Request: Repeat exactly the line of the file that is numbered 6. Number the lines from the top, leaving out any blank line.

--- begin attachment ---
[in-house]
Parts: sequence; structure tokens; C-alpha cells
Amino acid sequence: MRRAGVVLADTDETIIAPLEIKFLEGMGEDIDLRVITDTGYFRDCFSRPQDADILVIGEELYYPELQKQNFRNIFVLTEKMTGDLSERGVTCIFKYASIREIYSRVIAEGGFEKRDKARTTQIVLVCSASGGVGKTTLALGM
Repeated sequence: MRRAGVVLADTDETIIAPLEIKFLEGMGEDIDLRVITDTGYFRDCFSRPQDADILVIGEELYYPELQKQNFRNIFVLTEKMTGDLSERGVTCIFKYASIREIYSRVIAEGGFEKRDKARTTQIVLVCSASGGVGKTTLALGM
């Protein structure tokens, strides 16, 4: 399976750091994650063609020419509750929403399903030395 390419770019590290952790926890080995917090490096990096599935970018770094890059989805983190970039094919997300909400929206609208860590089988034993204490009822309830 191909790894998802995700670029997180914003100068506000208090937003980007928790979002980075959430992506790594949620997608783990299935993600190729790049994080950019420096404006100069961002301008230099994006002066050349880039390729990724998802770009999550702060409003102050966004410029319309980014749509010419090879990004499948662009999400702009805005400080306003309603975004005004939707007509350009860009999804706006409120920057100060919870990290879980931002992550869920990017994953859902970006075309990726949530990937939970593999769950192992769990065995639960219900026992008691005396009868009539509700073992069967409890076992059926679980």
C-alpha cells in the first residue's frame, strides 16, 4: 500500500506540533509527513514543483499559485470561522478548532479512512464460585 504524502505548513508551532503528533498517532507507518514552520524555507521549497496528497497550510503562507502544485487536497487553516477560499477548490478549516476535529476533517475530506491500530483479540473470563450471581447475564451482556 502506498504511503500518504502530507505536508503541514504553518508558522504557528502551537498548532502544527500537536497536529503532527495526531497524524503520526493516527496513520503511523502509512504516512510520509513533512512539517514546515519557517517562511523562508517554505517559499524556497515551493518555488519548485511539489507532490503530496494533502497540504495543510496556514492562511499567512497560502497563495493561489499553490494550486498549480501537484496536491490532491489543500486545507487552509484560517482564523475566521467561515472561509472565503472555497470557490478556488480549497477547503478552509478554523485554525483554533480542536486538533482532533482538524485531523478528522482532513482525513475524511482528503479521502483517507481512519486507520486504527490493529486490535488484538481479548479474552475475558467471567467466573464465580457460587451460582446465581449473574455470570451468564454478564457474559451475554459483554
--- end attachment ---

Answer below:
C-alpha cells in the first residue's frame, strides 16, 4: 500500500506540533509527513514543483499559485470561522478548532479512512464460585 504524502505548513508551532503528533498517532507507518514552520524555507521549497496528497497550510503562507502544485487536497487553516477560499477548490478549516476535529476533517475530506491500530483479540473470563450471581447475564451482556 502506498504511503500518504502530507505536508503541514504553518508558522504557528502551537498548532502544527500537536497536529503532527495526531497524524503520526493516527496513520503511523502509512504516512510520509513533512512539517514546515519557517517562511523562508517554505517559499524556497515551493518555488519548485511539489507532490503530496494533502497540504495543510496556514492562511499567512497560502497563495493561489499553490494550486498549480501537484496536491490532491489543500486545507487552509484560517482564523475566521467561515472561509472565503472555497470557490478556488480549497477547503478552509478554523485554525483554533480542536486538533482532533482538524485531523478528522482532513482525513475524511482528503479521502483517507481512519486507520486504527490493529486490535488484538481479548479474552475475558467471567467466573464465580457460587451460582446465581449473574455470570451468564454478564457474559451475554459483554